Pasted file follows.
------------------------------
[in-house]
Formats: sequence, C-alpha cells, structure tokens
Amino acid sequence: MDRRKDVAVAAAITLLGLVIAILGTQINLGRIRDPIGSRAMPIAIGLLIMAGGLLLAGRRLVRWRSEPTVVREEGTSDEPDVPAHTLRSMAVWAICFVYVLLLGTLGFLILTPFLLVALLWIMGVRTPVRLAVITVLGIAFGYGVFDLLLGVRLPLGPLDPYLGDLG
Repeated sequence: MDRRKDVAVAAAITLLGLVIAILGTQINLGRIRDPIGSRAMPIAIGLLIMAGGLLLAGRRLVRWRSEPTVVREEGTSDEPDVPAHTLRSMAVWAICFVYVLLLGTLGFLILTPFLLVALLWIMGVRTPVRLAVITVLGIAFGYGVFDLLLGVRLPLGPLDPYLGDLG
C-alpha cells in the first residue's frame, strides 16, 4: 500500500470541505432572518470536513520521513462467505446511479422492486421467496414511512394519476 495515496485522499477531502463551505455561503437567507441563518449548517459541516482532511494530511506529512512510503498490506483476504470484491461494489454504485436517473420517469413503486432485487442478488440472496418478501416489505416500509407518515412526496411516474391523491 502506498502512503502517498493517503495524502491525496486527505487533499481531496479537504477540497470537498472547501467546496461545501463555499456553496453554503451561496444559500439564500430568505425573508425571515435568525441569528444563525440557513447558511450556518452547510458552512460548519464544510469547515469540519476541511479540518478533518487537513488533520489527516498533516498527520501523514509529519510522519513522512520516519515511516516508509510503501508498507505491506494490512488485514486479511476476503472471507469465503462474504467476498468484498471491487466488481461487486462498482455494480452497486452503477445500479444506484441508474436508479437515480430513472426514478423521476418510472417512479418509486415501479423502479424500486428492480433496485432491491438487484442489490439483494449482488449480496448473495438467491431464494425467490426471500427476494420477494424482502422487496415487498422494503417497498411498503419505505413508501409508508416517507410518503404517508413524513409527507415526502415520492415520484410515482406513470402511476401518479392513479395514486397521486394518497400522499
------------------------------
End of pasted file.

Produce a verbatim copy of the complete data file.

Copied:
[in-house]
Formats: sequence, C-alpha cells, structure tokens
Amino acid sequence: MDRRKDVAVAAAITLLGLVIAILGTQINLGRIRDPIGSRAMPIAIGLLIMAGGLLLAGRRLVRWRSEPTVVREEGTSDEPDVPAHTLRSMAVWAICFVYVLLLGTLGFLILTPFLLVALLWIMGVRTPVRLAVITVLGIAFGYGVFDLLLGVRLPLGPLDPYLGDLG
Repeated sequence: MDRRKDVAVAAAITLLGLVIAILGTQINLGRIRDPIGSRAMPIAIGLLIMAGGLLLAGRRLVRWRSEPTVVREEGTSDEPDVPAHTLRSMAVWAICFVYVLLLGTLGFLILTPFLLVALLWIMGVRTPVRLAVITVLGIAFGYGVFDLLLGVRLPLGPLDPYLGDLG
C-alpha cells in the first residue's frame, strides 16, 4: 500500500470541505432572518470536513520521513462467505446511479422492486421467496414511512394519476 495515496485522499477531502463551505455561503437567507441563518449548517459541516482532511494530511506529512512510503498490506483476504470484491461494489454504485436517473420517469413503486432485487442478488440472496418478501416489505416500509407518515412526496411516474391523491 502506498502512503502517498493517503495524502491525496486527505487533499481531496479537504477540497470537498472547501467546496461545501463555499456553496453554503451561496444559500439564500430568505425573508425571515435568525441569528444563525440557513447558511450556518452547510458552512460548519464544510469547515469540519476541511479540518478533518487537513488533520489527516498533516498527520501523514509529519510522519513522512520516519515511516516508509510503501508498507505491506494490512488485514486479511476476503472471507469465503462474504467476498468484498471491487466488481461487486462498482455494480452497486452503477445500479444506484441508474436508479437515480430513472426514478423521476418510472417512479418509486415501479423502479424500486428492480433496485432491491438487484442489490439483494449482488449480496448473495438467491431464494425467490426471500427476494420477494424482502422487496415487498422494503417497498411498503419505505413508501409508508416517507410518503404517508413524513409527507415526502415520492415520484410515482406513470402511476401518479392513479395514486397521486394518497400522499